By Saadia Faruqi
Source: State of Formation
Thanksgiving is such an American holiday. Turkey, stuffing, apple pie and football… what could be more American than that? Well, how about religion, or rather many different religions?
It used to be that Thanksgiving was strictly a family affair. Extended family members would often brave snow storms and other kinds of bad weather to arrive at the doorstep like Prodigal Sons and Daughters.
Many a television commercial will attest to this “reality” of Thanksgiving for the American people: a warm, private family gathering with elaborate meals, hearty laughs and good memories around the dinner table. It is also a time when more traditional gender roles and family ideals are revived: women congregate in the kitchen to make meals and gossip, while men drink beer and watch football. Even if it’s just for a weekend, it helps us forget the wars and struggles outside our small home and focus on family.
For the last few years, however, I have noticed a particularly interfaith flavor at Thanksgiving events. While the holiday is still primarily celebrated at home, I find it infiltrating more and more public places, in particular the religious space. And more frequently we are mixing the traditions of these religious spaces even while we maintain more traditional roles at home. How? Enter the Interfaith Thanksgiving Service. Over the past few years I have noted many churches, synagogues and mosques offering not just a Thanksgiving service, but one geared to the interfaith family, where people of all faiths can gather around some good food and pray.
How and why this trend has gained popularity in recent years is unknown. But I do understand from a faith perspective why it is necessary. More than anything else, Thanksgiving is about family. Traditionally that word - family – has meant our blood relatives, and those related by marriage. The term is loosely defined in many families to include friends, neighbors or even strangers off the street, depending on the kindness of the family’s heart and their individual circumstances. In our ever-changing world, we are affected more and more by those we don’t know. Conflicts, wars and diseases have shown us that we do indeed live in a global village and nothing is so far removed from us that it cannot help or harm us. In such a world, the term 'family' takes on a whole new dimension, and includes not only people very different from us, but also faiths we may consider strange or unknown.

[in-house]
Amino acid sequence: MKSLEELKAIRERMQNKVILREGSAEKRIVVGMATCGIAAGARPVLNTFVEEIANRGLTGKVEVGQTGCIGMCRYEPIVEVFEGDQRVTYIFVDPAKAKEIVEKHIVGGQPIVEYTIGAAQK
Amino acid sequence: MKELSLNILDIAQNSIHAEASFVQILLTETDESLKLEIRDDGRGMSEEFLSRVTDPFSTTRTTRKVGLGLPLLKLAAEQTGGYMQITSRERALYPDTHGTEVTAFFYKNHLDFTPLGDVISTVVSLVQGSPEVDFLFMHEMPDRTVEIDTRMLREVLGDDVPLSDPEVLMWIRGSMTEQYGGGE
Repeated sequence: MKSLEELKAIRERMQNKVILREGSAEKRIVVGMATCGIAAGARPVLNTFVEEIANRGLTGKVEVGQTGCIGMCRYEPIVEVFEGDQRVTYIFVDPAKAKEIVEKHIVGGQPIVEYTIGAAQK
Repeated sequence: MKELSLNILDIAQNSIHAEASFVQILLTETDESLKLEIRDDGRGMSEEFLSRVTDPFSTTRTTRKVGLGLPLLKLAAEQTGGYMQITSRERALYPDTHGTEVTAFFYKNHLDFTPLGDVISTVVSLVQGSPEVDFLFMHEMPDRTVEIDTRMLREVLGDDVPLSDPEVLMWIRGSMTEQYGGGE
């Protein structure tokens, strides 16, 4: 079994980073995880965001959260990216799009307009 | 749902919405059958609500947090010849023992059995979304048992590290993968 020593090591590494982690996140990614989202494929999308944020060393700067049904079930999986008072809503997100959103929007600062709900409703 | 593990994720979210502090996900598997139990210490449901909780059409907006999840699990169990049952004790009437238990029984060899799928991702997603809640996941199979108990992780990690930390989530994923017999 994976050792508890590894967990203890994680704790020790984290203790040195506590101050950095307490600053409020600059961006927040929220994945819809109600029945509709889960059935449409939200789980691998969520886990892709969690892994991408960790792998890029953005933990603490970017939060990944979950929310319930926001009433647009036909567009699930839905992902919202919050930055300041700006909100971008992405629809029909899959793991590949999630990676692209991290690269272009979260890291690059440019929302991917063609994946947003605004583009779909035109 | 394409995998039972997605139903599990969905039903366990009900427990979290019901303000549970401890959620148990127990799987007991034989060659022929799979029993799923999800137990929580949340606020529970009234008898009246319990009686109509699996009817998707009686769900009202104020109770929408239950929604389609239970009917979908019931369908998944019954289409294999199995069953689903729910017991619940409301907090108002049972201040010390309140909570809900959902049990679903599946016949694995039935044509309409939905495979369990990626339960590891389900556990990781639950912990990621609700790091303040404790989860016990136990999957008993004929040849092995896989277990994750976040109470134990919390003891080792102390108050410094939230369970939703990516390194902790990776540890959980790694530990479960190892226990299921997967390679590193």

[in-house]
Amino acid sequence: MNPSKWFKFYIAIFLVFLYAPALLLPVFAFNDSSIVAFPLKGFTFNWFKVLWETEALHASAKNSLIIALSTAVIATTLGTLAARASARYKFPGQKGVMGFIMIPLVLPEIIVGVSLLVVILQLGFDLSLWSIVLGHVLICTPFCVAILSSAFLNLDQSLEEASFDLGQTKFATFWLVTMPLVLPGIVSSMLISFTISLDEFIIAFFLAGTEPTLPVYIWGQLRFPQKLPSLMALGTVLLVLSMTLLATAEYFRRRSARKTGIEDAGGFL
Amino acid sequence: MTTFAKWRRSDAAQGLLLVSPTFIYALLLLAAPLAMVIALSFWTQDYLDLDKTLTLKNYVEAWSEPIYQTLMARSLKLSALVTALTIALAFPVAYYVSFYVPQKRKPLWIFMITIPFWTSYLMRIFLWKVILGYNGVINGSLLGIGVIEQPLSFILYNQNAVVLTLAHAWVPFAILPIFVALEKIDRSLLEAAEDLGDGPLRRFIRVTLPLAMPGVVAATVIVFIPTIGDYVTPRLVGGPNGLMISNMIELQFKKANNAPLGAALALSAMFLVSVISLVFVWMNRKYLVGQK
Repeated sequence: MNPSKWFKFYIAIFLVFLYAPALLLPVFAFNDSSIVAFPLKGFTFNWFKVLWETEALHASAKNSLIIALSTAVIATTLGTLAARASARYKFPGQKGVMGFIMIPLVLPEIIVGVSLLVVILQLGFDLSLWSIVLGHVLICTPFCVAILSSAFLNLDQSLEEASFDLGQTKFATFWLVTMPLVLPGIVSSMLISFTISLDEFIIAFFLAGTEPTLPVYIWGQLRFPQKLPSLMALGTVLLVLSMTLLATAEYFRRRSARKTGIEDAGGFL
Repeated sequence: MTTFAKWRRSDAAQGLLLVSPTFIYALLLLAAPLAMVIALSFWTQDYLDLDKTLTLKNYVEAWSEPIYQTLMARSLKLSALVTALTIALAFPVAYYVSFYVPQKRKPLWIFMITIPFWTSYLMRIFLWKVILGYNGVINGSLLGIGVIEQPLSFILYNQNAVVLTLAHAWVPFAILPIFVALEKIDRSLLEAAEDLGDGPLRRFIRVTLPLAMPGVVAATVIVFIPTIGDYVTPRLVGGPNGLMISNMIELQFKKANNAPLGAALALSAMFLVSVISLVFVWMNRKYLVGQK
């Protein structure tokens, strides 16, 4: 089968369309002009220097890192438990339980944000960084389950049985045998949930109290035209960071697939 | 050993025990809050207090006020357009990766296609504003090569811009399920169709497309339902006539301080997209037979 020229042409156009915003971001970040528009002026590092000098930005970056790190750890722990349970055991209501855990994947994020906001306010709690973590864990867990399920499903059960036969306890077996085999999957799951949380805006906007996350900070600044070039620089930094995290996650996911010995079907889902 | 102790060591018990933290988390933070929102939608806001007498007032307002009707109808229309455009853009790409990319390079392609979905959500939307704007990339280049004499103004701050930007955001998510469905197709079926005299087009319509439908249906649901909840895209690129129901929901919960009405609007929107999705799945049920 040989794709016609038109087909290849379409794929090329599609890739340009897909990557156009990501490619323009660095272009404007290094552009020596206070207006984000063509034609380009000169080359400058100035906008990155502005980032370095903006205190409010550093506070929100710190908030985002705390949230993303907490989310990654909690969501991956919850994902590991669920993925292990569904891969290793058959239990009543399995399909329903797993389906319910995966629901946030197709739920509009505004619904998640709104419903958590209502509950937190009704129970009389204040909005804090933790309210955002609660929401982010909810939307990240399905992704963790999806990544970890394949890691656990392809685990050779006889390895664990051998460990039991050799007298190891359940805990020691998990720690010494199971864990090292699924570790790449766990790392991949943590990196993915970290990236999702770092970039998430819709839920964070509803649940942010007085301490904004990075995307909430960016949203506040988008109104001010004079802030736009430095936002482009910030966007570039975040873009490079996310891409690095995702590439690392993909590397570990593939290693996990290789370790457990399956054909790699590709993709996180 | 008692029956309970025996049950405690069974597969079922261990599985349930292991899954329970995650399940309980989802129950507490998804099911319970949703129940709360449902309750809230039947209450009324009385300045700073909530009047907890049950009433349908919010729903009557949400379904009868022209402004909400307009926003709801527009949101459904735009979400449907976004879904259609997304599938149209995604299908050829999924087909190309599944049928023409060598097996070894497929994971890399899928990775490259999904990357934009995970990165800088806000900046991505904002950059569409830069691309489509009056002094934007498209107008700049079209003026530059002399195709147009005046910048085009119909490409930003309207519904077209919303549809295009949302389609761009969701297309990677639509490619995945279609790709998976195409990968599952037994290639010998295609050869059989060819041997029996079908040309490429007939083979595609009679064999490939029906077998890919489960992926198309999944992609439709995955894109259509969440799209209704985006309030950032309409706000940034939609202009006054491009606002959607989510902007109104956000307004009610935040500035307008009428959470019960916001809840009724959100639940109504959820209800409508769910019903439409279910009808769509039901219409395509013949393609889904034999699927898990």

The interfaith Thanksgiving movement, as I like to call it secretly and somewhat admiringly, is an excellent example of this new reality. In a world where much that is bad can be attributed to religion, much that is good should also be attributed to religion. What better way to show solidarity, to express gratitude, to share each other’s religious traditions about food and prayer, than an interfaith Thanksgiving service? If we can all come together at the dinner table, why not in front of God, however we may view him (or her)? If we can open our hearts and our doors to strangers on a cold winter night, why not to the followers of a faith alien from our own?
Every interfaith Thanksgiving service is different – some read about thankfulness from their scriptures, some enact plays, some participate in dialogue, and some cook meals for the less fortunate. All, however, make the same statement: we are thankful to be in each other’s company because together we are a family, one that makes this country great. Happy Thanksgiving!
Saadia Faruqi is editor of the Interfaith Houston blog and interfaith liaison of the women's group of the Ahmadiyya Muslim community. The views expressed in this post are her own and do not necessarily reflect those of Interfaith Houston or the Ahmadiyya Community.